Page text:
Wolf Trap Opera Company alumnae Marjorie Owens, left, and Michelle DeYoung sing Aida and Amneris, respectively, in “Aida.” (Angelina Namkung)

The Wolf Trap Opera Company has been fostering talented young singers for more than 40 years. But it hasn’t been able to showcase the fruits of its labors: that is, to present local audiences with the many well-known names on its roster after they made good.

So Friday night’s concert performance of “Aida” was a wonderful step — in several regards. Not only was it another opera at the Filene Center, Wolf Trap’s main stage (and the more of those in a summer, the better), it was also a tangible reminder of how well the program selects and prepares its singers: Its cast, made up exclusively of Wolf Trap alumni, was one you might well hear and enjoy at the Metropolitan Opera in New York.

At a time when opera lovers tend to wring their hands about the state of Verdi singing, it was refreshing to hear a uniformly strong cast, from Michelle De­Young, the company’s artist in residence this summer, who sang as Amneris, to Anthony Ciaramitaro, one of this year’s young studio artists, who made the most of the few lines sung by the Messenger.

The score of “Aida” does a lot of dramatic heavy lifting: If a singer is able to hit the notes accurately, it’s almost impossible not to make an effect. That’s a big “if” and perhaps a subjective measure.

I changed seats at intermission, curious about whether I would have a different experience sitting closer to the stage and out of direct range of one of the banks of speakers that are necessary in an outdoor setting. But, in the second half of the opera, this left me uncertain of how much proximity was a factor in my appreciating the performance of Marjorie Owens (Wolf Trap Class of 2005-2008), who sang as Aida. I find “Aida’s” second half stronger than its first in any case: All of the Grand March pomp goes out the window in Acts 3 and 4, and the opera tightens the psychological thumbscrews in a string of some of the best duets that Verdi ever wrote, in which each singer spurs the other to new heights.

I don’t think that my reaction to Owens was purely subjective. She sang well throughout, with a sizable voice and big, clear, easy top notes (as she showed in Washington Concert Opera’s “Guntram” earlier this year). In the first half, though, she seemed slightly dissociated from the role, failing to make a clear dramatic differentiation from one section to another of her aria “Ritorna vincitor” (Return victorious). I found more engagement and nuance in her third-act aria “O patria mia” (Oh, my country), and certainly more in her duet with Radames, when her presence seemed slightly less generic.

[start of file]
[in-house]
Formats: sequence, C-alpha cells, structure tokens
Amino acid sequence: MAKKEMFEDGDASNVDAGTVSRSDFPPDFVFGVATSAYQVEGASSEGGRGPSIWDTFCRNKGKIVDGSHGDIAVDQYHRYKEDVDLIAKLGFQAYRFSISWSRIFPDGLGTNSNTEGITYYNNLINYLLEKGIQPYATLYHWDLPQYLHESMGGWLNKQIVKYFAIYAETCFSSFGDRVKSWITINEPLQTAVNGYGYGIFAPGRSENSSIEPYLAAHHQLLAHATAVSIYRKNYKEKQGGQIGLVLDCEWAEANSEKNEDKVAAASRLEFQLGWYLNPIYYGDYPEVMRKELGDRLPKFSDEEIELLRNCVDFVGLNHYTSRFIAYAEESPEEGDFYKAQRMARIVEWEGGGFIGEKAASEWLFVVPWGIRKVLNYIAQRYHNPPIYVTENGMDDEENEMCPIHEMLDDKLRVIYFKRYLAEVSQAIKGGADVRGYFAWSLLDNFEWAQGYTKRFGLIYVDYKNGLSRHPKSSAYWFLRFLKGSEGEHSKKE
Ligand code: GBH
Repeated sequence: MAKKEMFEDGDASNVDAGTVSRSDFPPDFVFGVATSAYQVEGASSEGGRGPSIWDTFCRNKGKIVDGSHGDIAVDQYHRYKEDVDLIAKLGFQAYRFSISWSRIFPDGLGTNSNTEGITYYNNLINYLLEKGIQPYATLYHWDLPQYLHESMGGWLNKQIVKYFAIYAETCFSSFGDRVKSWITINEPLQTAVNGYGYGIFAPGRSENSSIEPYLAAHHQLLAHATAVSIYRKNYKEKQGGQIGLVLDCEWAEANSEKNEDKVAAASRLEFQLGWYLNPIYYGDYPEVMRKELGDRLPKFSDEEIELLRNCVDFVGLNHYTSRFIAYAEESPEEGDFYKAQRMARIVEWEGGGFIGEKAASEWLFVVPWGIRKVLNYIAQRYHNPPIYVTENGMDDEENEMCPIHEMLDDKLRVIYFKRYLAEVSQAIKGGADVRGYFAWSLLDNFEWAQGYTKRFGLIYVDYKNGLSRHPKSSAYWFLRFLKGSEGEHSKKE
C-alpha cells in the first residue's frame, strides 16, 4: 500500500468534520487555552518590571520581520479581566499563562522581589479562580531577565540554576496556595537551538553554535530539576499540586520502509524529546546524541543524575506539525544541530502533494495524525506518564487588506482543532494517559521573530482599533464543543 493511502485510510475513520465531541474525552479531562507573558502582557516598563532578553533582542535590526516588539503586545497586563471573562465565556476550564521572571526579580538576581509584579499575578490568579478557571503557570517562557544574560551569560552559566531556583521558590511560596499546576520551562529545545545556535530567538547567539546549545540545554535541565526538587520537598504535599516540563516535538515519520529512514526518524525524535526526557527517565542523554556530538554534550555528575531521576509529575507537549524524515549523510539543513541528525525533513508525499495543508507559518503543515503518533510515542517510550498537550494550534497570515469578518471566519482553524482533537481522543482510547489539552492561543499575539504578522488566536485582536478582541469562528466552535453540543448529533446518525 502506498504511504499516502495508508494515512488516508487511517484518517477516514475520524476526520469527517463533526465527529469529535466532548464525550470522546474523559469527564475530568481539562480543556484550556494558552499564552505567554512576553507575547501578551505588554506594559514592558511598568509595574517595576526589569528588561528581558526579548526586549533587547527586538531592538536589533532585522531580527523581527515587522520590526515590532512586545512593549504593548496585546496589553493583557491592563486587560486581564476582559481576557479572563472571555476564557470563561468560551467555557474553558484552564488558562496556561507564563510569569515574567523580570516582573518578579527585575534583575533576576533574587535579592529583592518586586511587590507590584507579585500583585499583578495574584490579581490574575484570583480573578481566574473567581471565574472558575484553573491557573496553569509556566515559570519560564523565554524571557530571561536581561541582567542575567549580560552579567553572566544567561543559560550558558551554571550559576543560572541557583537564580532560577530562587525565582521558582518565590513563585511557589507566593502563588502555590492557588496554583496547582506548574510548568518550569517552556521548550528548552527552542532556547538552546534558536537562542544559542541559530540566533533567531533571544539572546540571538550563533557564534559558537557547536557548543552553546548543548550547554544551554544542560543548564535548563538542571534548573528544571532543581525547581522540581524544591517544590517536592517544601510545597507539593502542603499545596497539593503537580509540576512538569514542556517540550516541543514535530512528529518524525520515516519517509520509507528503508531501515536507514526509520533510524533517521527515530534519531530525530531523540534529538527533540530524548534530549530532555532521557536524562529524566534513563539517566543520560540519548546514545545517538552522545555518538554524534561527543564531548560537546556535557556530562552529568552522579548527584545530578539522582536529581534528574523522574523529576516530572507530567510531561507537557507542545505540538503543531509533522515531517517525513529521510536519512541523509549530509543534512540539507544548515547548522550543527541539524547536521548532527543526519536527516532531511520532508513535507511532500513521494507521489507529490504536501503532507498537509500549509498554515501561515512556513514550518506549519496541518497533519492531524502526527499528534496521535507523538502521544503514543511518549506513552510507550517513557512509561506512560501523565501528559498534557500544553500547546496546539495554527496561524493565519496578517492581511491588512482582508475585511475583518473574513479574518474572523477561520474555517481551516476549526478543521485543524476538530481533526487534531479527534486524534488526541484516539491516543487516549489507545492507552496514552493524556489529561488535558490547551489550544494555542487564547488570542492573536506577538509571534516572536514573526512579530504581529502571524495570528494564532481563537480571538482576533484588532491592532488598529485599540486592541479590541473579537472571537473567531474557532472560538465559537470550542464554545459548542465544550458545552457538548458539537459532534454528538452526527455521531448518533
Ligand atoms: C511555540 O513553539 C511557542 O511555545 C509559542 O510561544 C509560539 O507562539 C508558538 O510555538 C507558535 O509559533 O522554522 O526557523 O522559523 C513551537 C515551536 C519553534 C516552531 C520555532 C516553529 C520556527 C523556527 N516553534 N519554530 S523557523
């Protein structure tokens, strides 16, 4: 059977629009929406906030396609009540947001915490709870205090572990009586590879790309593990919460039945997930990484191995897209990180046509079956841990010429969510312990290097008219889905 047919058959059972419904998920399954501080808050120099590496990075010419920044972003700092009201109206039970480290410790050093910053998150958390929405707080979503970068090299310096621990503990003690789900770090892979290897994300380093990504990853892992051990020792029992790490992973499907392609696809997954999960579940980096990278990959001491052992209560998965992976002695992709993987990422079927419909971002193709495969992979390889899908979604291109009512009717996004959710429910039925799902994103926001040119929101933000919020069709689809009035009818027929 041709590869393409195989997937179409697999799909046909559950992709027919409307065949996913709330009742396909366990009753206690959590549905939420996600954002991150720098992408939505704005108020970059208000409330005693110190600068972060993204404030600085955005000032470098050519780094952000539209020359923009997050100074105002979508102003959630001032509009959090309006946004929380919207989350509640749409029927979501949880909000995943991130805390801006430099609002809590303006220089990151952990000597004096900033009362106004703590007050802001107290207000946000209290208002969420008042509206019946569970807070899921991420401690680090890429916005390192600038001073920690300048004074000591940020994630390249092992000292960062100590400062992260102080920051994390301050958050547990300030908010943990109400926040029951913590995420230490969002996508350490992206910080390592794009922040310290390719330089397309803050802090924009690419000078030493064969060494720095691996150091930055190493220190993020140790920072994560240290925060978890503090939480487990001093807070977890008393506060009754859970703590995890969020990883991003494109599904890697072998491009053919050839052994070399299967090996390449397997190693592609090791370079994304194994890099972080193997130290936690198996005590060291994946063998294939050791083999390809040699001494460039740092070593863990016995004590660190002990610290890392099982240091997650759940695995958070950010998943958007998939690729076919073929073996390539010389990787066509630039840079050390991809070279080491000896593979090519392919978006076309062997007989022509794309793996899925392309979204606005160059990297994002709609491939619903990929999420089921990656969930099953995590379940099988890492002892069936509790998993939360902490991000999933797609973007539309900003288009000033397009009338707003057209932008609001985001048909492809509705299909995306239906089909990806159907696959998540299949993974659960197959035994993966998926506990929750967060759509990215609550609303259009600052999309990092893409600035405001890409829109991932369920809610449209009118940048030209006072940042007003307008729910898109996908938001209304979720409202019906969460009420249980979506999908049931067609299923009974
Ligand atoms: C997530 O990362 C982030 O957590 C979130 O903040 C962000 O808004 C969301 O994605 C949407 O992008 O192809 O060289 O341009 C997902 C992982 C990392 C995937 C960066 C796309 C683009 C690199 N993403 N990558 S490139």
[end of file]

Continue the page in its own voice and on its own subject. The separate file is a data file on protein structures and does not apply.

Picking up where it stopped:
Much has been made of the fact that Carl Tanner (Wolf Trap Class of 1983), who sang Radames, is a former truck driver and bounty hunter from Northern Virginia; a movie is even in the works about his life. He’s also an honest, straightforward singer: If his performance as Radames tended more toward bluster than finesse, it came straight from the heart, resounding tones and all, and took on a kind of crude grace as it progressed.

Speaking of hearts, I have seldom seen a singer leave one so completely on the stage as Scott Hendricks (Wolf Trap Class of 1996-1997) did singing Amonasro. He has a strong voice, and his singing is produced with such utter conviction, such commitment to every note, that it would be churlish to resist.

DeYoung (Class of 1995) remained, for me, a bit of a cipher. She gives the impression of being tied in knots, although she hauled off and delivered some big climaxes, after the first half of the opera, that I didn’t know she had in her. (Close up, in the second half of the opera, her top notes sounded bigger and freer than they did at a greater distance.) If the cast had one fault, it was a phlegmatism that she, of all of them, most epitomized: She tended to drag a little and play slightly free with the note values, something that the ardent conductor, Daniele Callegari, did his best to counter with some very rapid tempi, whipping the National Symphony Orchestra up to find some Verdian fire — and, as often as not, succeeding.

And some of the current crop of Wolf Trap artists, including Evan Boyer and Christian Zaremba, as Ramfis the priest and the King of Egypt respectively, made a strong case for the Wolf Trap Opera Company’s continued health. So did Kerriann Otaño as the Priestess, her voice sounding huge through a layer of amplification.

The evening added up to a lot of fun. Having an alumni production like this every year would be a boon to Wolf Trap — and to local opera.

The Wolf Trap Opera will present “Madame Butterfly” at the Filene Center on Aug. 7.